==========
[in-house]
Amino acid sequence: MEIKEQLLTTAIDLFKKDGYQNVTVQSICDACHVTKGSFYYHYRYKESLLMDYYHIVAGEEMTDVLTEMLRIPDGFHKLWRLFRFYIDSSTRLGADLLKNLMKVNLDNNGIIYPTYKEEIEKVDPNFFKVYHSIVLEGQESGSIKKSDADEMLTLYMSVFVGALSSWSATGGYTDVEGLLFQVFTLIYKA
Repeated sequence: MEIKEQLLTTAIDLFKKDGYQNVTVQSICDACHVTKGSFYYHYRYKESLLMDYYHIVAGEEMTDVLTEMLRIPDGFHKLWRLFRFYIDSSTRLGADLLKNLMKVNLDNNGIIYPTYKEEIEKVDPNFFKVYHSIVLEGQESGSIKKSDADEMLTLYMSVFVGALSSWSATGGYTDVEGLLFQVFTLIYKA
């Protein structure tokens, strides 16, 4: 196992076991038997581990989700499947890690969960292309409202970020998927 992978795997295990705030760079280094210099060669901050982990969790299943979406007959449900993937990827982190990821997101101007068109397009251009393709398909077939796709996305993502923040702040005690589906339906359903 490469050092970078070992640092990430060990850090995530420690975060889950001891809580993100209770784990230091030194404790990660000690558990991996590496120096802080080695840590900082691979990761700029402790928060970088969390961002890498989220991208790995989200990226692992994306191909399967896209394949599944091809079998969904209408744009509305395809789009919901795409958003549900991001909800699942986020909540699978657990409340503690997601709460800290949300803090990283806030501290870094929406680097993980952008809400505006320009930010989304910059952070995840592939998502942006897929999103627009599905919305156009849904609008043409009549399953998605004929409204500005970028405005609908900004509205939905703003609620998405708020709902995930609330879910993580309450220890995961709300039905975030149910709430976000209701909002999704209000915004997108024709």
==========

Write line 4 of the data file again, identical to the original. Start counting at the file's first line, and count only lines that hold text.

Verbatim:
């Protein structure tokens, strides 16, 4: 196992076991038997581990989700499947890690969960292309409202970020998927 992978795997295990705030760079280094210099060669901050982990969790299943979406007959449900993937990827982190990821997101101007068109397009251009393709398909077939796709996305993502923040702040005690589906339906359903 490469050092970078070992640092990430060990850090995530420690975060889950001891809580993100209770784990230091030194404790990660000690558990991996590496120096802080080695840590900082691979990761700029402790928060970088969390961002890498989220991208790995989200990226692992994306191909399967896209394949599944091809079998969904209408744009509305395809789009919901795409958003549900991001909800699942986020909540699978657990409340503690997601709460800290949300803090990283806030501290870094929406680097993980952008809400505006320009930010989304910059952070995840592939998502942006897929999103627009599905919305156009849904609008043409009549399953998605004929409204500005970028405005609908900004509205939905703003609620998405708020709902995930609330879910993580309450220890995961709300039905975030149910709430976000209701909002999704209000915004997108024709």